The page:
Trickster’s Choice and Trickster’s Queen by Tamora Pierce


It’s always a good sign when your buying a book and a cashier–not even your own but one from the counter over–spots it and tells you how much she liked it. The last of the Tortall novels (until Mastiff comes out next year), this one tells the story of Aly Cooper, daughter of George Cooper and Alanna the Lioness, taking place a few years after after the Protector of the Small series. It’s not easy to be the daughter of the one time King of Thieves and the King’s Champion. Her parents want her to find her own cause, and she knows what she wants to do: be a spy. Her parents refuse to let. When she runs away from home in a sulk after arguing with her mother, she is captured by pirates and told into slavery in the Copper Isles where slavery rules and hate between the races there rule. There she is recruited by Kyprioth, the Trickster god, to protect two noble born girls of mixed race who have an important role in the country’s future.

This series highlights once again how much better Pierce is with the space to write out her stories. With the added pages, Pierce created a likable, deep character in Aly who is believable (her skills come from likely sources and they are explained so that we don’t just have to believe without the information to back it up) and is easy to root for. Her character arc is solid and realistic.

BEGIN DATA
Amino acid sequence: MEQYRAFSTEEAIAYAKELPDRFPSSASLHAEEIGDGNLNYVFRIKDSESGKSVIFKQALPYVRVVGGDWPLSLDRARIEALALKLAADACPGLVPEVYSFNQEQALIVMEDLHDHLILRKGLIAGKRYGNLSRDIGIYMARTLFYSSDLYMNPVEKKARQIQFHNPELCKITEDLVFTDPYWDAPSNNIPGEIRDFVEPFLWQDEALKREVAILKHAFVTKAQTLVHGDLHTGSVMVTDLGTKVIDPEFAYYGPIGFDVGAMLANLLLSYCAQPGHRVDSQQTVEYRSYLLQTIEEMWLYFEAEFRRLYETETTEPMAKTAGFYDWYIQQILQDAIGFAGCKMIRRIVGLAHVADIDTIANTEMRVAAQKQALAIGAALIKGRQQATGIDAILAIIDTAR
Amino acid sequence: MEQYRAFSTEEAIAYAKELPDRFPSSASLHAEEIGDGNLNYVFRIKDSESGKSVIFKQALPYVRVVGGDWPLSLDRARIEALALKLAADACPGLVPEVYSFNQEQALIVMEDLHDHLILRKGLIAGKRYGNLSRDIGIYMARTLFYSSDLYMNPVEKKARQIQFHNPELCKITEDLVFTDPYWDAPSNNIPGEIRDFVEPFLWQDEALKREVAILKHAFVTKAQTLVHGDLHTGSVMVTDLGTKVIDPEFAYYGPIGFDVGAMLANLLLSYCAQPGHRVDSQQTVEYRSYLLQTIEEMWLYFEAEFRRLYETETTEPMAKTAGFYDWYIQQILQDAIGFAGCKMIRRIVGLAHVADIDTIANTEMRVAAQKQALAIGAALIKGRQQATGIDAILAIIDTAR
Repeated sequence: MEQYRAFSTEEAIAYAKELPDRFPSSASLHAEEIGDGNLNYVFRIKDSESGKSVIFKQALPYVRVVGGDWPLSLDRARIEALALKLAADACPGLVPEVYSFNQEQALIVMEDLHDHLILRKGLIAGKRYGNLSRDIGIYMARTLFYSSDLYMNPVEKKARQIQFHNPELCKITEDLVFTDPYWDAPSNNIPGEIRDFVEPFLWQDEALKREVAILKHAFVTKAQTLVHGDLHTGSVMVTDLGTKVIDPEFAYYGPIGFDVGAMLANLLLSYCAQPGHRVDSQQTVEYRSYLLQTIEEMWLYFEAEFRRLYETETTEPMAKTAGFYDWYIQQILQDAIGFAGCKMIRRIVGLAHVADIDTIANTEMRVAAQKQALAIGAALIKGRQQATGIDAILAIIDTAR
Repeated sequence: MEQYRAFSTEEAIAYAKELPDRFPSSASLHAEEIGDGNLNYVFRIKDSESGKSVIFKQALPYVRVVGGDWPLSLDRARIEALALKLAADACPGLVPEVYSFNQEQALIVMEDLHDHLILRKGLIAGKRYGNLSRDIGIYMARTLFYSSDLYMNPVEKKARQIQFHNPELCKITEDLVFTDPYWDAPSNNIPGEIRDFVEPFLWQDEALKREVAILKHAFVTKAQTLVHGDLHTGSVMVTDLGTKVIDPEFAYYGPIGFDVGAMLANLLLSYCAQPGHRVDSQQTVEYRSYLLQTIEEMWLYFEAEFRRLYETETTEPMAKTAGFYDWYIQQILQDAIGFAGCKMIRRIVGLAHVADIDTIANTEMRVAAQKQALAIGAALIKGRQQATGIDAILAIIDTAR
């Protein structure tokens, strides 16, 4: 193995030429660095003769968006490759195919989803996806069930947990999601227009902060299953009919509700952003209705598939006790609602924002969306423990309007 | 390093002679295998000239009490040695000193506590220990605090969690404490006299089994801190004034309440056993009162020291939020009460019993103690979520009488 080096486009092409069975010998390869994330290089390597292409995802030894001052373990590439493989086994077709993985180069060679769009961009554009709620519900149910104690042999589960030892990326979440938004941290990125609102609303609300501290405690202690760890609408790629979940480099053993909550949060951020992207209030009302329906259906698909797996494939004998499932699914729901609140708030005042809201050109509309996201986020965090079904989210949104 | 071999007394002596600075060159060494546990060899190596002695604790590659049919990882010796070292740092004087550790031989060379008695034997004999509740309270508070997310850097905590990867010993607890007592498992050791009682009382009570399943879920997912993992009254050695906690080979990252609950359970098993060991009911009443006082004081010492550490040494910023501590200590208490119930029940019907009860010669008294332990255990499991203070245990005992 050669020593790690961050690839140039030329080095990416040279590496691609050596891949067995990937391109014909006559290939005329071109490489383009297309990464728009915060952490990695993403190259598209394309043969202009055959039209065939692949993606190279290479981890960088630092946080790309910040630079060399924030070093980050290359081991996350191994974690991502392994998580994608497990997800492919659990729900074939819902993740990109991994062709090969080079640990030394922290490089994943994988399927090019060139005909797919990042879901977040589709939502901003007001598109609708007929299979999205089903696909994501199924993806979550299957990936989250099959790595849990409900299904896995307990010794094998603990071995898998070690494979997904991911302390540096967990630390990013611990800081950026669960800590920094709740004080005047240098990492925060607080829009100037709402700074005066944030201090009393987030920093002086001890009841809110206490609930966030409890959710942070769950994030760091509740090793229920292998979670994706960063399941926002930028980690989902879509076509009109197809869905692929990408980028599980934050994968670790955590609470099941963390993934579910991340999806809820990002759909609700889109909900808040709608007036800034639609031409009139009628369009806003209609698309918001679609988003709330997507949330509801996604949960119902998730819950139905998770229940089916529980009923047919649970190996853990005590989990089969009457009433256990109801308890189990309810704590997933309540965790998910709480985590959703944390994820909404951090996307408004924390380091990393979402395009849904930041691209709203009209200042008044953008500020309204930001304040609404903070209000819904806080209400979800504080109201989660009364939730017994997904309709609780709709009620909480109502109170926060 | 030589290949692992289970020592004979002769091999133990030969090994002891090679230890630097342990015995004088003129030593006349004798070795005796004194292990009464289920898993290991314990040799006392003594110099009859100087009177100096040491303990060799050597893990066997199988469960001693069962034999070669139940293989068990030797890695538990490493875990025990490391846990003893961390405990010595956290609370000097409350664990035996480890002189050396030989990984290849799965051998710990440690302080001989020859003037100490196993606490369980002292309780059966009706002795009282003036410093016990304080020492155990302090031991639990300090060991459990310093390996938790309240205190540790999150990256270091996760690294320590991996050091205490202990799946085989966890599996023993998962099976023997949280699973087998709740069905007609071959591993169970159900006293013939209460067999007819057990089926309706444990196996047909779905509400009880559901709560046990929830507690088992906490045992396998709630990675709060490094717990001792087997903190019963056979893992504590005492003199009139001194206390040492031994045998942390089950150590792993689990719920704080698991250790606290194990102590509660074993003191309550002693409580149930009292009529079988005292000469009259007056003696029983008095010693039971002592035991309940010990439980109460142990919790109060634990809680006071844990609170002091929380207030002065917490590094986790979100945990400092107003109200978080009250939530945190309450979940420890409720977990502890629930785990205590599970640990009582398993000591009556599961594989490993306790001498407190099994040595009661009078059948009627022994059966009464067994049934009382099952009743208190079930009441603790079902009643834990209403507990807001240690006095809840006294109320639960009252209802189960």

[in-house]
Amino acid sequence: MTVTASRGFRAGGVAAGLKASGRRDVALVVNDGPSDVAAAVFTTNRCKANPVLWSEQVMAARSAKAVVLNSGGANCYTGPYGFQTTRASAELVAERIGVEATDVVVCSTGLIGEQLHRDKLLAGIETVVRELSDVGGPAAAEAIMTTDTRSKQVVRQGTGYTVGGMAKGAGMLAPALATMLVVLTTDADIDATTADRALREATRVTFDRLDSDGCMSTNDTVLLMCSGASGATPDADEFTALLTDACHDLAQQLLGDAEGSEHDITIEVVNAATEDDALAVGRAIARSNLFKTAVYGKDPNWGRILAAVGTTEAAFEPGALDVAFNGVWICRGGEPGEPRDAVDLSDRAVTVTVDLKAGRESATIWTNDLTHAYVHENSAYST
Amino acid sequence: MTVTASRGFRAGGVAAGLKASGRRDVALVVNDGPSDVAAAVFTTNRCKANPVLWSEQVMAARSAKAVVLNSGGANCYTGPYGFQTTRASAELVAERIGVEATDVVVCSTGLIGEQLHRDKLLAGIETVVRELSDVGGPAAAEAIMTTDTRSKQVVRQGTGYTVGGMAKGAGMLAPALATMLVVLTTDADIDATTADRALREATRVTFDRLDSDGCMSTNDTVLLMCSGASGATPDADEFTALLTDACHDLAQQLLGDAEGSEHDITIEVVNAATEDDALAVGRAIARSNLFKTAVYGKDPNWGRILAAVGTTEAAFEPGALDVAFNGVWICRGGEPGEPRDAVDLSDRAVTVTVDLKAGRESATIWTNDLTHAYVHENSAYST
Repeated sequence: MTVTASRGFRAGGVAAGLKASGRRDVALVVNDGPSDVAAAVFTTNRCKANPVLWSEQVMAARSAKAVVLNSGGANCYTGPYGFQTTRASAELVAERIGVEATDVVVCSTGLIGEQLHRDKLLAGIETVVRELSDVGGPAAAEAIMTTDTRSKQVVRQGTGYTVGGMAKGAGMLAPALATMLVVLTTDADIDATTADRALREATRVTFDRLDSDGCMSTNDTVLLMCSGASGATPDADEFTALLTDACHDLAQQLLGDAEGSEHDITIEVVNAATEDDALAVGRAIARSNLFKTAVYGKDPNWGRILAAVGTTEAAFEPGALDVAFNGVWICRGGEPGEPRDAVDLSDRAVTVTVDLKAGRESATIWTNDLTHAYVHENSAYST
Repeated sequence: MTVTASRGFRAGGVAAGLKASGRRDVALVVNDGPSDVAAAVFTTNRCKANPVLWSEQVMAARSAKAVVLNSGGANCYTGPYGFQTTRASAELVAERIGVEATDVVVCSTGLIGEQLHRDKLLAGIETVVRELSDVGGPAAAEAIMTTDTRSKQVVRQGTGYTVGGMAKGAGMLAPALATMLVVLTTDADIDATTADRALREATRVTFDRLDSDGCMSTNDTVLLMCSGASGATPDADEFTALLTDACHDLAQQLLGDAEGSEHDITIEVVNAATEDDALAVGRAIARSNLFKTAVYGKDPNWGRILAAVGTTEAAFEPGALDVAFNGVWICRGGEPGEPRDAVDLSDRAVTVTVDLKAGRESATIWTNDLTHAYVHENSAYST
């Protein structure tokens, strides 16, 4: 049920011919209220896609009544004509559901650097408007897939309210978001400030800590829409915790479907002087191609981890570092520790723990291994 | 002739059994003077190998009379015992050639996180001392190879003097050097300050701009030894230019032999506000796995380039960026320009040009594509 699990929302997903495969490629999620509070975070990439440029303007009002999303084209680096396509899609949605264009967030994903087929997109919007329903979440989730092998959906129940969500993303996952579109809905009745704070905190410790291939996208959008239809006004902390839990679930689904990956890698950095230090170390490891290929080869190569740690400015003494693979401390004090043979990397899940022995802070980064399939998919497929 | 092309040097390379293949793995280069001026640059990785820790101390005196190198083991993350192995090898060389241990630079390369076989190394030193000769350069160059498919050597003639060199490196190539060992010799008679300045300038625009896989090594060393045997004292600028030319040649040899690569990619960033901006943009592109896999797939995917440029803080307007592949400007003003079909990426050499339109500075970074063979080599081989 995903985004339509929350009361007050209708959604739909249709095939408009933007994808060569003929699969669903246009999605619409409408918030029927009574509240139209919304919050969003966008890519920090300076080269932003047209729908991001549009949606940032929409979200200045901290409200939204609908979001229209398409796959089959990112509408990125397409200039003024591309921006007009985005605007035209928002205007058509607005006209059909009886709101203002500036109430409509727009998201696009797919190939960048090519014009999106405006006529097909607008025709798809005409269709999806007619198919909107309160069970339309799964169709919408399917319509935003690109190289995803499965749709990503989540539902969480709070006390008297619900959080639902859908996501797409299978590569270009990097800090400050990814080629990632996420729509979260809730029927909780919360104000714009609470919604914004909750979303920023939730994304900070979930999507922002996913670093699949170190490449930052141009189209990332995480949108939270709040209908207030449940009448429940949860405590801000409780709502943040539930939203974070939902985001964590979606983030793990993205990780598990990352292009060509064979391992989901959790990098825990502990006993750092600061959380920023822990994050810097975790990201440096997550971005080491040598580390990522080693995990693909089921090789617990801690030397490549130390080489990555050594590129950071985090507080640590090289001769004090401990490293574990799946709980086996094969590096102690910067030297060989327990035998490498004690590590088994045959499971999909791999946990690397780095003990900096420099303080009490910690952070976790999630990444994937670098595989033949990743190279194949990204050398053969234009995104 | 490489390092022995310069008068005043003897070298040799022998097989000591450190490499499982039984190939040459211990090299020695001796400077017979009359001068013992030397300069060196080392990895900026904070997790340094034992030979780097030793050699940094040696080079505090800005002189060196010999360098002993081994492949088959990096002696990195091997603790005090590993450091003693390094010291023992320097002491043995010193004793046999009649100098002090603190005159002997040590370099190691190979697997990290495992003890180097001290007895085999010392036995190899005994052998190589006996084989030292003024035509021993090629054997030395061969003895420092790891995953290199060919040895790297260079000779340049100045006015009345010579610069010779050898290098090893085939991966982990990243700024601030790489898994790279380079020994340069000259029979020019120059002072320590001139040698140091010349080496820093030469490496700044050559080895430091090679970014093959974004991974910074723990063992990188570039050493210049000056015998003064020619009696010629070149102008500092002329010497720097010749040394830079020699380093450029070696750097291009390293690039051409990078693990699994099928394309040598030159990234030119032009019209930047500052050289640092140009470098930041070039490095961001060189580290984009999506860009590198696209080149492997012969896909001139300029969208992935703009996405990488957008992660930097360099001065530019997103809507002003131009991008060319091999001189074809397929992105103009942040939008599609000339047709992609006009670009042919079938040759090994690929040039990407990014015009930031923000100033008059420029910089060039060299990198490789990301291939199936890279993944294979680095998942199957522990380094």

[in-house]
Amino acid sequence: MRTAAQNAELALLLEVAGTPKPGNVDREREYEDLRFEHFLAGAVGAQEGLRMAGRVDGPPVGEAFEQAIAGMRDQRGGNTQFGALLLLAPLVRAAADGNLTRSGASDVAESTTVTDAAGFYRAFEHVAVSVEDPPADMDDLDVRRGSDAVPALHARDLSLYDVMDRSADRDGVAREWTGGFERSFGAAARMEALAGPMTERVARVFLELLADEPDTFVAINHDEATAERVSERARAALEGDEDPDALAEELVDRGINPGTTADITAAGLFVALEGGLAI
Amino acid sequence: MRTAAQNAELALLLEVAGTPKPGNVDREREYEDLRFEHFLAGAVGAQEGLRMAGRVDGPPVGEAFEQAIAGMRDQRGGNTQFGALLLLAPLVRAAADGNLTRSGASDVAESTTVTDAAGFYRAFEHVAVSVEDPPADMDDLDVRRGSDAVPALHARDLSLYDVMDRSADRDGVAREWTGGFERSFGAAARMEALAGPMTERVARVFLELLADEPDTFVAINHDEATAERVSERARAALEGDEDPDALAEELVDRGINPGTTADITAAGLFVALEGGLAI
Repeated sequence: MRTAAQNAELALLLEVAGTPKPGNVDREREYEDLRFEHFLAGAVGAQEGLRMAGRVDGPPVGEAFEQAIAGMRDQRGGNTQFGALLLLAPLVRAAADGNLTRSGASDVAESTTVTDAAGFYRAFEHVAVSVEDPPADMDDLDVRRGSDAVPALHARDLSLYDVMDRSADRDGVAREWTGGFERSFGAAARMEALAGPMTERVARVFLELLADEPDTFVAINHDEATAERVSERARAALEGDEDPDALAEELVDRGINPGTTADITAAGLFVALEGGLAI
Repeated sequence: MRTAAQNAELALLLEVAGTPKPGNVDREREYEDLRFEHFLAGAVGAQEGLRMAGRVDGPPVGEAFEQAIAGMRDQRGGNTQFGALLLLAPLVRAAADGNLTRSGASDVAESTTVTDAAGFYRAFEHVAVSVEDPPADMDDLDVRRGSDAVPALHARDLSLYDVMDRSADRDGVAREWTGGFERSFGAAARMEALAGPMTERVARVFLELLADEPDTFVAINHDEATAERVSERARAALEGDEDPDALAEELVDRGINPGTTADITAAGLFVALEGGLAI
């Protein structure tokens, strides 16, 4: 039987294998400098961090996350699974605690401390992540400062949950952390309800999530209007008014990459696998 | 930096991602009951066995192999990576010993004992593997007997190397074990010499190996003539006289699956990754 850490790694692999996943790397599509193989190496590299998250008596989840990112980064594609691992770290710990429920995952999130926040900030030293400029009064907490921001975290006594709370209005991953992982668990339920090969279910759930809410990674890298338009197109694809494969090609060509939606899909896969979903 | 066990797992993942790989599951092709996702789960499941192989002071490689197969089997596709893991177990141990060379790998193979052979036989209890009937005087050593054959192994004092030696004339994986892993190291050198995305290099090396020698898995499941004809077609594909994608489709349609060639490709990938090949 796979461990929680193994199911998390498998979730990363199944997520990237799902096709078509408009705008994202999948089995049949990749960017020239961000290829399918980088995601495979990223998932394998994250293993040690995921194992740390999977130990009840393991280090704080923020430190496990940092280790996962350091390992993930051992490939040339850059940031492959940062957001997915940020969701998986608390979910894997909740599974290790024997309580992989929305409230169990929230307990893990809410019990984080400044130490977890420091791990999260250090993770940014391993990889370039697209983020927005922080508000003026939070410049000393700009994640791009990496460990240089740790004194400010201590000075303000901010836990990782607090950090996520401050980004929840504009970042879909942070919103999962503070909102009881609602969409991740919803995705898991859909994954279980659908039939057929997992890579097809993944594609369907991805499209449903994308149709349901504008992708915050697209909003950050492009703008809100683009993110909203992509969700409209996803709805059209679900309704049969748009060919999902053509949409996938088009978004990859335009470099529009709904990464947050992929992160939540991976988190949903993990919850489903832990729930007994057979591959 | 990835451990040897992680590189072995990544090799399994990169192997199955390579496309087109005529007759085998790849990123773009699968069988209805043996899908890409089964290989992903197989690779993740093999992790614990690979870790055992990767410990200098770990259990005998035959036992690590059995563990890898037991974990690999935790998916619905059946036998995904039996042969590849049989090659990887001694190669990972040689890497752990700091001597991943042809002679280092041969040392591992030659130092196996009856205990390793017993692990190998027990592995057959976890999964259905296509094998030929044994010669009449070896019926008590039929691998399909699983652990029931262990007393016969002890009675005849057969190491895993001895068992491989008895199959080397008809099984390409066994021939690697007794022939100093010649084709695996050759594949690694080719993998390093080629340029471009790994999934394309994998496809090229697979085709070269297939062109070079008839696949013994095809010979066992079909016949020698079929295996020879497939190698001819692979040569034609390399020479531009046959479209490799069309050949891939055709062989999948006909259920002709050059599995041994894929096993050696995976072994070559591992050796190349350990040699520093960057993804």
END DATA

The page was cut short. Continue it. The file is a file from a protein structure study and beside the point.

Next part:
The tension between the luarin (whites) and raka (blacks) is palpable though it could have used some more background. It may not be the most unique plot line, but I think Pierce tackled it in a new, different way, allowing us to feel engrossed in the world of spies without losing the heart of the story. The best part of it is the realization that it is only in unity that they can take back the kingdom.

For fans of the Tortall series overall, you get glimpses of all of your favorite characters and have an idea of where their lives have gone since we last heard from them. (Would have been nice to see a bit more of Kel, but I’m glad she made an appearance and I’m always interested in more Alanna stories.)

This is one of Pierce’s most complex and intricate plots yet. You never quite knew who would be the final bad guy and who was the worst person to suspect and definitely one of my favorite books of hers yet. I can only hope we revisit Aly again.

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